Today I am proud to announce that BabyGrow 2.6.1 is now available! Outwardly, this is the “iOS 7” update, fixing a number of issues on iOS 7 and updating the UI to fit a little better with Apple’s new design vision. The entry editor has also been improved, adding support for copy and paste and other niceties. And, of course, I fixed a number of known bugs.
Under the hood, BabyGrow has been thoroughly modernized. The majority of the UI has been reworked to take advantage of storyboards and auto layout. A lot of dead code from much earlier versions has been removed. Much code has been reworked to take full advantage of the modern Objective-C runtime. These changes won’t make a huge difference for BabyGrow’s users, but they are important nonetheless. Less of my time will be spent dealing with outdated techniques, workarounds for very old versions of iOS, and so on.
These under-the-hood changes are so significant, from my perspective, that I was very tempted to call this BabyGrow 3. It definitely has the feel of a major new version to me. However, most of that will never be seen by users of the app, and outwardly this is a pretty incremental update. Therefore, I decided to stick with just bumping the minor version number.
So, why 2.6.1 and not 2.6? Well, 2.6 was actually available for several hours yesterday. There was nothing actually wrong with 2.6 itself, but I forgot to upload the updated icon to iTunes Connect when submitting the app update. I didn’t notice this oversight until 2.6 became available yesterday morning. Unfortunately, you cannot update the App Store icon (or the screenshots, for that matter) once the update has entered review. The only way to update the icon is to submit a new binary, which is just what I did. Aside from the version number, 2.6.1 is identical to 2.6. It is only the App Store metadata that changed.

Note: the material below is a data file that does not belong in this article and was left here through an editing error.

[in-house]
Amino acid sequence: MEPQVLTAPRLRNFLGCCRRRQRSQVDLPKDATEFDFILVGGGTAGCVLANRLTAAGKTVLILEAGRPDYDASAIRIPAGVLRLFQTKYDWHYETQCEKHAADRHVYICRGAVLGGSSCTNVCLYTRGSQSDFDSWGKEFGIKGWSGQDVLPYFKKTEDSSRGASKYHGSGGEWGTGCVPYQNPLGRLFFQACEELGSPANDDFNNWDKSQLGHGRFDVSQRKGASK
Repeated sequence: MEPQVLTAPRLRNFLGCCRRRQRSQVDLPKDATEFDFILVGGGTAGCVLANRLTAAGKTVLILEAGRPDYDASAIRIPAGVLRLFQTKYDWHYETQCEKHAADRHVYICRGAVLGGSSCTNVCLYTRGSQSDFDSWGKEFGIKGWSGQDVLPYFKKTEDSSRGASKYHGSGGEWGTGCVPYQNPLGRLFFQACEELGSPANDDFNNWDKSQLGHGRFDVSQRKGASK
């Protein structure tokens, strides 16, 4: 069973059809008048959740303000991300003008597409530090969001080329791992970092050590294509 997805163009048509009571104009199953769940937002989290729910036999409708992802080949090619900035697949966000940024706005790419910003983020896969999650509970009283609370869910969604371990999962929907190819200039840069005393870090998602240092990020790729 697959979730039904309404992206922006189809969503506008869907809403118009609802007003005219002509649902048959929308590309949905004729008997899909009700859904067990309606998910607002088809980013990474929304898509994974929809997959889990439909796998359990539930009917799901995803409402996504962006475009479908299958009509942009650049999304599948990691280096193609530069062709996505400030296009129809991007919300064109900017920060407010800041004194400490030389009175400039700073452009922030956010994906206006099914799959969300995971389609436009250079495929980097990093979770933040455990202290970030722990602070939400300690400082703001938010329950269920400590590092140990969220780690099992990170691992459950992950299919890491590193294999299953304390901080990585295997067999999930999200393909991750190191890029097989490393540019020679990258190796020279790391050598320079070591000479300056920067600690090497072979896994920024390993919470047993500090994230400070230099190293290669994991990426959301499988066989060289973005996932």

When I realized my mistake, I fully expected the App Store would continue showing the older version of the icon until after Apple’s holiday break that starts this weekend. That wouldn’t be the worst thing in the world, but I wasn’t too happy about it. Fortunately someone on the App Store review team apparently took pity on me and moved the update through the review process in less than a day. I should note that I did not request an expedited review. I did mention in the review notes that only the App Store metadata had changed. At any rate, whoever made that happen, I really appreciate it!
If you’ve got an iPhone and you’ve got a little one whose growth you’d like to track, go get it!